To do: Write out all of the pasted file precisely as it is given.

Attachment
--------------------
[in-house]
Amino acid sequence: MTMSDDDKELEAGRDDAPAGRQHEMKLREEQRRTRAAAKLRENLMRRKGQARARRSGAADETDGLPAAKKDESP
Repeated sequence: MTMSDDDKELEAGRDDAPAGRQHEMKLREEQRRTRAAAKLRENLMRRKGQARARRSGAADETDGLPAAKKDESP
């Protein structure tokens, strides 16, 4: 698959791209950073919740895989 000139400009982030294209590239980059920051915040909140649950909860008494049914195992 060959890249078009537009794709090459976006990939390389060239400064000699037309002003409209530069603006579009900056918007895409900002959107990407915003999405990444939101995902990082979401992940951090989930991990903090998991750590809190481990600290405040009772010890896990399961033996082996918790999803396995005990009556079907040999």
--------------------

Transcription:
[in-house]
Amino acid sequence: MTMSDDDKELEAGRDDAPAGRQHEMKLREEQRRTRAAAKLRENLMRRKGQARARRSGAADETDGLPAAKKDESP
Repeated sequence: MTMSDDDKELEAGRDDAPAGRQHEMKLREEQRRTRAAAKLRENLMRRKGQARARRSGAADETDGLPAAKKDESP
């Protein structure tokens, strides 16, 4: 698959791209950073919740895989 000139400009982030294209590239980059920051915040909140649950909860008494049914195992 060959890249078009537009794709090459976006990939390389060239400064000699037309002003409209530069603006579009900056918007895409900002959107990407915003999405990444939101995902990082979401992940951090989930991990903090998991750590809190481990600290405040009772010890896990399961033996082996918790999803396995005990009556079907040999």